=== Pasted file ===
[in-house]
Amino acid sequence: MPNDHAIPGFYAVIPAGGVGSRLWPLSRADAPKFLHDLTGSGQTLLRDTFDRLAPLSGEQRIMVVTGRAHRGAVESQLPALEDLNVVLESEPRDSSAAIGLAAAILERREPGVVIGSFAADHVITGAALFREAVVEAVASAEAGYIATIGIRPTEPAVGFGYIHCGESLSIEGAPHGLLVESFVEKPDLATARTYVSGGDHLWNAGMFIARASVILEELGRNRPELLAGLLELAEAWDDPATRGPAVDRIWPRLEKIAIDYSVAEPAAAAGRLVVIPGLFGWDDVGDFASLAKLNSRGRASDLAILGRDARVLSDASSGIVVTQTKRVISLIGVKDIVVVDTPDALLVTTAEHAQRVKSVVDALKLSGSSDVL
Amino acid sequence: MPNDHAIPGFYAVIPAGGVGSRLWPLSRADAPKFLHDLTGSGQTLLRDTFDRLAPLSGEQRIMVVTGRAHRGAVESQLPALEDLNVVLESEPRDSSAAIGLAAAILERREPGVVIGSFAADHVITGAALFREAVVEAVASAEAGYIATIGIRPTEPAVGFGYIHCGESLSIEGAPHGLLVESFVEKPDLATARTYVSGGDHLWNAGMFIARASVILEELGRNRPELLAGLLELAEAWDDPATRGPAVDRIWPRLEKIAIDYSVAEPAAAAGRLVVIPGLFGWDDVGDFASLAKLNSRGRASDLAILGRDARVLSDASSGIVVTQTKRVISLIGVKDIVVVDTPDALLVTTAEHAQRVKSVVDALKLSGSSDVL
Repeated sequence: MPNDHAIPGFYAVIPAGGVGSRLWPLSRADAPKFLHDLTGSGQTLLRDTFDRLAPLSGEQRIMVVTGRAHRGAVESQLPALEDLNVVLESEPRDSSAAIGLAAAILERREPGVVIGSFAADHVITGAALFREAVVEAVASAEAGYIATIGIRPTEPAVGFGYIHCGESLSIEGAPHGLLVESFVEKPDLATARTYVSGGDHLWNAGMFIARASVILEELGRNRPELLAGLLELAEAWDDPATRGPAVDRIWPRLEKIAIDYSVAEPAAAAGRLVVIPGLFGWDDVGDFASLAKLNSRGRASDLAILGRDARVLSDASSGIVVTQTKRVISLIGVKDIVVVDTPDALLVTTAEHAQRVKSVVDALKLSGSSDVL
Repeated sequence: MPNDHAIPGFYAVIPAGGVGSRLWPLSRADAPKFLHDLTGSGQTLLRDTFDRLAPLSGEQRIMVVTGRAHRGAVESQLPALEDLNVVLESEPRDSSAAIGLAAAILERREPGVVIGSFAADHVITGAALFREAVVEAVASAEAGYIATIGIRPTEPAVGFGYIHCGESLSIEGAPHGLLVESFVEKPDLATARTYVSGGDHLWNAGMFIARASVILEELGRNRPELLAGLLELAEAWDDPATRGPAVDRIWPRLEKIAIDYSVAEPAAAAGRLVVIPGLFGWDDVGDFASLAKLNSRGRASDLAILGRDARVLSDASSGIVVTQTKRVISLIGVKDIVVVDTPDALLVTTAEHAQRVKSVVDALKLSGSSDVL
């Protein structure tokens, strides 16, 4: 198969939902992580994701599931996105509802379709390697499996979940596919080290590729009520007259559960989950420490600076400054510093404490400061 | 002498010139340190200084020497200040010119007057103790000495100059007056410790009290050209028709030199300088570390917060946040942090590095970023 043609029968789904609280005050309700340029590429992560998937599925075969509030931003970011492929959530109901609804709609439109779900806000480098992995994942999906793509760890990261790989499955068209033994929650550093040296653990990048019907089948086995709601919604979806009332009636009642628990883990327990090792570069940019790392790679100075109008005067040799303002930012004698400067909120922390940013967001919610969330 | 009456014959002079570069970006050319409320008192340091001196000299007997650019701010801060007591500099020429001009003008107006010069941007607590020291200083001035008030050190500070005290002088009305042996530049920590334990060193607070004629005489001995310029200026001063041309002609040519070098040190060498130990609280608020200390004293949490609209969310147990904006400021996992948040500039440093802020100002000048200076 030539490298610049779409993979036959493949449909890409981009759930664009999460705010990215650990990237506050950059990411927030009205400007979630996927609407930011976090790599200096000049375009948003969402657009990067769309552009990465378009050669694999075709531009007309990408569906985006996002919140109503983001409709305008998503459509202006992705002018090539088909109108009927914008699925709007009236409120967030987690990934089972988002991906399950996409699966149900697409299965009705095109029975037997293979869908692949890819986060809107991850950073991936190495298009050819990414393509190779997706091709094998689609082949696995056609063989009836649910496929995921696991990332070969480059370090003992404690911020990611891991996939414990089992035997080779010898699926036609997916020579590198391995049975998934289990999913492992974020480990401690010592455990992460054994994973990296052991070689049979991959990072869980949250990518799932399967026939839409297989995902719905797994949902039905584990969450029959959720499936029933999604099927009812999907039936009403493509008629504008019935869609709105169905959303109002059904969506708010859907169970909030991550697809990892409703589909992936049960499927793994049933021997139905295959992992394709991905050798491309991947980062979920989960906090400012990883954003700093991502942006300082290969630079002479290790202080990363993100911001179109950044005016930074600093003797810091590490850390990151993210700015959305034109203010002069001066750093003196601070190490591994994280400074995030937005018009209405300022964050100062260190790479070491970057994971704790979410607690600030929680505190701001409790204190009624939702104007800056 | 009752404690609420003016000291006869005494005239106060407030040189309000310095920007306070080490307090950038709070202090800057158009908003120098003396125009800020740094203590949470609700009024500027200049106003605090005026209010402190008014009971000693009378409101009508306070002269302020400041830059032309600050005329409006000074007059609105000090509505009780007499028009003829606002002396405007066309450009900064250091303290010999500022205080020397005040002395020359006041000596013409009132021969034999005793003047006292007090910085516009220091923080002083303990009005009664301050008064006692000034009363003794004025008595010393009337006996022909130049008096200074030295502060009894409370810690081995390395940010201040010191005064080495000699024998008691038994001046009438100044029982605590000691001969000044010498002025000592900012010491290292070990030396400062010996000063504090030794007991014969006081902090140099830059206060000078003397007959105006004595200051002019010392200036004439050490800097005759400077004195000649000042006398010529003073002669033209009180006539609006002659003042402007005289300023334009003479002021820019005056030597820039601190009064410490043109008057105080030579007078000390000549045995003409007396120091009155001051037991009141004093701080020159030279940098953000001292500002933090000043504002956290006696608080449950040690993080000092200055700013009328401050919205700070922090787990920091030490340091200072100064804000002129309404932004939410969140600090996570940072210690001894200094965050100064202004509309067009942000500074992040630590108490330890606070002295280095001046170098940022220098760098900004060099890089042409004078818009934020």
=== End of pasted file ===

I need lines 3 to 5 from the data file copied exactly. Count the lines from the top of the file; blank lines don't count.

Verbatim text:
Amino acid sequence: MPNDHAIPGFYAVIPAGGVGSRLWPLSRADAPKFLHDLTGSGQTLLRDTFDRLAPLSGEQRIMVVTGRAHRGAVESQLPALEDLNVVLESEPRDSSAAIGLAAAILERREPGVVIGSFAADHVITGAALFREAVVEAVASAEAGYIATIGIRPTEPAVGFGYIHCGESLSIEGAPHGLLVESFVEKPDLATARTYVSGGDHLWNAGMFIARASVILEELGRNRPELLAGLLELAEAWDDPATRGPAVDRIWPRLEKIAIDYSVAEPAAAAGRLVVIPGLFGWDDVGDFASLAKLNSRGRASDLAILGRDARVLSDASSGIVVTQTKRVISLIGVKDIVVVDTPDALLVTTAEHAQRVKSVVDALKLSGSSDVL
Repeated sequence: MPNDHAIPGFYAVIPAGGVGSRLWPLSRADAPKFLHDLTGSGQTLLRDTFDRLAPLSGEQRIMVVTGRAHRGAVESQLPALEDLNVVLESEPRDSSAAIGLAAAILERREPGVVIGSFAADHVITGAALFREAVVEAVASAEAGYIATIGIRPTEPAVGFGYIHCGESLSIEGAPHGLLVESFVEKPDLATARTYVSGGDHLWNAGMFIARASVILEELGRNRPELLAGLLELAEAWDDPATRGPAVDRIWPRLEKIAIDYSVAEPAAAAGRLVVIPGLFGWDDVGDFASLAKLNSRGRASDLAILGRDARVLSDASSGIVVTQTKRVISLIGVKDIVVVDTPDALLVTTAEHAQRVKSVVDALKLSGSSDVL
Repeated sequence: MPNDHAIPGFYAVIPAGGVGSRLWPLSRADAPKFLHDLTGSGQTLLRDTFDRLAPLSGEQRIMVVTGRAHRGAVESQLPALEDLNVVLESEPRDSSAAIGLAAAILERREPGVVIGSFAADHVITGAALFREAVVEAVASAEAGYIATIGIRPTEPAVGFGYIHCGESLSIEGAPHGLLVESFVEKPDLATARTYVSGGDHLWNAGMFIARASVILEELGRNRPELLAGLLELAEAWDDPATRGPAVDRIWPRLEKIAIDYSVAEPAAAAGRLVVIPGLFGWDDVGDFASLAKLNSRGRASDLAILGRDARVLSDASSGIVVTQTKRVISLIGVKDIVVVDTPDALLVTTAEHAQRVKSVVDALKLSGSSDVL